Winter Storm in Texas Shocks Hotchkiss Students

Ella+Yu+%E2%80%9924+%28second+to+left%29+and+her+father+%28far+left%29+work+at+a+soup+kitchen+serving+elderly+citizens+after+a+storm+battered+Texas+and+left+millions+without+access+to+water+and+hot+food.+

Ella Yu '24

Ella Yu ’24 (second to left) and her father (far left) work at a soup kitchen serving elderly citizens after a storm battered Texas and left millions without access to water and hot food.

Imagine sleeping in your car to stay warm because you lost power. For many Texans, this was reality after a winter storm on February 13 stressed the state’s infrastructure, leading to lost power and water for millions.

Many residents were ecstatic about the accompanying snow, rare in the southern state. Ella Yu ’24, who lives in Houston, said, “The streets and rooftop were covered with snow, and everyone came out to take pictures and build snowmen.” By Monday, February 15, temperatures Austin and San Antonio fell below 10 degrees Fahrenheit, the lowest on record in over 30 years. 

However, few people anticipated the devastating consequences brought on by the freezing temperatures. “I didn’t think we’d lose water. I expected some power outages, but not on the scale that they occurred,” said Houstonian Morgan Carr ’21.

Pipelines that transport natural gas froze, slashing production rates. Natural gas powers half of the state’s energy grid. As residents across Texas turned up the heat in their homes, the price of gas skyrocketed. This made the problem even worse – operators who use natural gas to create electricity shut off their plants because they were not making a profit. 

Other sources of power, such as coal, wind, and nuclear power, also failed in the inclement weather. By February 17, 2.8 million residents did not have electricity. “Every source of power has been compromised,” said Texas Governor Gregg Abbott. A non-profit organization, Electric Reliability Council of Texas (ERCOT), the state’s grid operator, attempted to implement rolling blackouts, which would rotate power availability to different areas in 45-minute intervals. 

Instead, some Texans lost power for days on end. Yu’s family, who lost power for 48 hours, said, “The first night without power and heat was extremely cold. [Even with] multiple layers of clothing and two thick comforters, we could hardly sleep. The next morning was even worse. It was about thirty degrees in the house, and we wore thick jackets, gloves, and scarves to help warm us up.”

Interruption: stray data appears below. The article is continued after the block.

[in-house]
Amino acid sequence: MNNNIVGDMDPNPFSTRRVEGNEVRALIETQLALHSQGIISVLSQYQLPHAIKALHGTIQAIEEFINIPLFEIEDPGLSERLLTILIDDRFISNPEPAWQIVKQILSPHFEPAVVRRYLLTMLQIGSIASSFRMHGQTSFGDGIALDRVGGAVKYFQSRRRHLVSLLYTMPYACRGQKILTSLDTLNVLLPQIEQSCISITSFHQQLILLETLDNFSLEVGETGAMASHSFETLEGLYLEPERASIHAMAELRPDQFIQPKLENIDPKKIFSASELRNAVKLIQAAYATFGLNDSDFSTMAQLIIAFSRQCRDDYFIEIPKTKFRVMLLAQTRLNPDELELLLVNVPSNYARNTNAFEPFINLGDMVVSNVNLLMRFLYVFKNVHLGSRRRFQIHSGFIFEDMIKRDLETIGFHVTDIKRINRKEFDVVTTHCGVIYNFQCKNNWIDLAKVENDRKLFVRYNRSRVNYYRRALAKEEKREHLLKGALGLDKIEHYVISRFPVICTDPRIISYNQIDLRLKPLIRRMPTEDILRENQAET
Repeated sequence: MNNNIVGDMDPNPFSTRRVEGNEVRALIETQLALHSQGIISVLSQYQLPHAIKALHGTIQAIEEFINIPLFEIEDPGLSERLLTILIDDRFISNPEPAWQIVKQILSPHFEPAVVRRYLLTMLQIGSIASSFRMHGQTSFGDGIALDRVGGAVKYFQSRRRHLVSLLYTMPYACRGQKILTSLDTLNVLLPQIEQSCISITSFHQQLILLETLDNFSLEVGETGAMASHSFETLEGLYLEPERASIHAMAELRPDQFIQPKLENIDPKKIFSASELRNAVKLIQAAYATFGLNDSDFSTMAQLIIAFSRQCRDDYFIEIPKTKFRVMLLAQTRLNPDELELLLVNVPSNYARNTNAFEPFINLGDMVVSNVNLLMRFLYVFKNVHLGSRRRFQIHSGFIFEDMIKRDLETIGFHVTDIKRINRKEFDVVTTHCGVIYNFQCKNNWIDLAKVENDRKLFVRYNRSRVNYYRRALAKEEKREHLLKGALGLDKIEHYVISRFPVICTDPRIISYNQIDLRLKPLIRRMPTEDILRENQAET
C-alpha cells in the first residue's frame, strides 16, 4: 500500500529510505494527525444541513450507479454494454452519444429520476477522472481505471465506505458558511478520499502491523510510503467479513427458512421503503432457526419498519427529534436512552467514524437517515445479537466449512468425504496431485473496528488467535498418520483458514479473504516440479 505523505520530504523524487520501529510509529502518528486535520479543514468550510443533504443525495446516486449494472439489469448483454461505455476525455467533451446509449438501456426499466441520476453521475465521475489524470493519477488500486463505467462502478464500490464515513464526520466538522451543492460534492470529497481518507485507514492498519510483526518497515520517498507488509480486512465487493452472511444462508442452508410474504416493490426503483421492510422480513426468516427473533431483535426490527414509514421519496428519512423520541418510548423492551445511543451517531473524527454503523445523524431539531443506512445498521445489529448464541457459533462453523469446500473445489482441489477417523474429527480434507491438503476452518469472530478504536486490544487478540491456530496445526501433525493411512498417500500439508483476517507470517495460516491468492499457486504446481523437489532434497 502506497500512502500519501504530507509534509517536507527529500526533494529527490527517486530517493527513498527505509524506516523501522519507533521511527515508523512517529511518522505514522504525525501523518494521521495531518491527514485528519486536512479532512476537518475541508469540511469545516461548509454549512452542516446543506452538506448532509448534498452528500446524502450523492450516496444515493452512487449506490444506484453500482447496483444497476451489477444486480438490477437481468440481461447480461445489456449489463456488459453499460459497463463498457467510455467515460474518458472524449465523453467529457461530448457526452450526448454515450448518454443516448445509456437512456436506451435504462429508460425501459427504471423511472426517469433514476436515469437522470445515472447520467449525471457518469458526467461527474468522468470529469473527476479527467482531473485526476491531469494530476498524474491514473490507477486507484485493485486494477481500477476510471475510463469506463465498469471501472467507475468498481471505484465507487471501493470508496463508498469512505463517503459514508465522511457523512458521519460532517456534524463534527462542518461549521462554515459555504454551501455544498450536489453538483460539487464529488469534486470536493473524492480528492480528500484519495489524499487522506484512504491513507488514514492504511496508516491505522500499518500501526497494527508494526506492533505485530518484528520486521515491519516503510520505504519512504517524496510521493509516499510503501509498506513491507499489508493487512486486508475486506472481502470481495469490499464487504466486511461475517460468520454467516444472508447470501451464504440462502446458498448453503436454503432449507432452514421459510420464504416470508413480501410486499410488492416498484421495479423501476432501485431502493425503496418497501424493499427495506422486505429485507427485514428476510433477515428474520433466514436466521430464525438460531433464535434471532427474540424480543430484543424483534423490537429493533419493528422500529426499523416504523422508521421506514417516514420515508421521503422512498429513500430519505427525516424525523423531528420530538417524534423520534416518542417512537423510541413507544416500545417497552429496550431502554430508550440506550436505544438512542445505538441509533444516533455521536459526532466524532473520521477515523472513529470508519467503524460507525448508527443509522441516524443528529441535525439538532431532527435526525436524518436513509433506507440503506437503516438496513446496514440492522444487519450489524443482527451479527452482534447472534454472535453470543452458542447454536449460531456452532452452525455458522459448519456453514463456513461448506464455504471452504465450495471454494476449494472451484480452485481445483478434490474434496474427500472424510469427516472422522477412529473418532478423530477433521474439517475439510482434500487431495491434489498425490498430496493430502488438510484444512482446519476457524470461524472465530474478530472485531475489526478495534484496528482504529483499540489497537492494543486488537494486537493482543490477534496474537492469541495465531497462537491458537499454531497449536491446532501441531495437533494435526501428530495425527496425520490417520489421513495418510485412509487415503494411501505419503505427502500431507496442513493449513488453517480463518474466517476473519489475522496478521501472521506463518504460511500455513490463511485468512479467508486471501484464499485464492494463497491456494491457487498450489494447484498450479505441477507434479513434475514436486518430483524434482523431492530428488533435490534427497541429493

Carr, who had spotty access to power for four days, says her family was on edge. “Everyone was feeling anxious during this time; we weren’t sure when we would get power and for how long,” she said. Even though Maxwell Gathuru ’24 from Arlington never lost power, he felt the same way. He said, “At any moment, we could be the next ones to lose power.” 

Even though the blackouts left Yu and almost five million Texans without power, ERCOT says they were necessary to prevent a much longer-lasting state-wide blackout. “[The grid was] four minutes and 37 seconds away from a total collapse,” ERCOT officials explained in a hearing before the company’s board. It would take weeks to recover from such an event, unlike the few days it took to restore power to a majority of the state. 

The energy industry in Texas is deregulated, which means that private companies compete with each other to sell and distribute power to citizens. When former governor George W. Bush signed the bill to deregulate the market, he promised it would “[reduce] monthly rates and [offer] consumers more choices about the power they use.” While the move did dramatically lower the cost of electricity for Texans, it also encouraged energy companies to pursue cost-cutting measures in a market full of competition. Because freezing temperatures virtually never occur in the state, energy producers made little efforts to winterize the infrastructure.

The woes with electricity did not stop there: citizens who engage in the risky practice of purchasing electricity at the market, or wholesale price, were charged extraordinarily high bills when demand for electricity peaked and prices skyrocketed. 

Without power, millions of people were horrified to find that they had lost access to water, too. Texans dripped water from faucets in an attempt to prevent pipes from freezing. This practice created an unsustainably high burden on the pumps that deliver water to residents. Along with the failure of water treatment plants, 276 of the 332 water systems in Texas issued boil-water notices. 

Even during the height of the storm, Hotchkiss students worked to stay positive. “I got to spend lots of time with my family, and we played board games to entertain ourselves,” said Carr, whose family also helped neighbors who were less fortunate. “We invited friends who didn’t have water to come over, even just to take a quick shower.”

Yu also assisted her local community. “My father and I worked with a Japanese restaurant to provide free, hot soup and congee to several senior living communities,” she said. “As true Texans, we helped each other out by donating food and water and offering houses for people to stay the night.”

In hindsight, many residents blame state officials for a lack of preparation. “[We] were impacted so hard because of lack of preparation,” Gathuru said, noting that, “these types of storms don’t happen very often.” Yu criticized authorities for the grid failure. “We were utterly shocked – the state government and ERCOT were not at all prepared for the storm. They should be held responsible…and there should be an investigation to find a solution to prevent this from happening again.”

Mr. Abbott, too, rebuked ERCOT and vowed that the “disastrous events” would never occur again. “You deserve answers,” he told citizens. “You will get those answers.”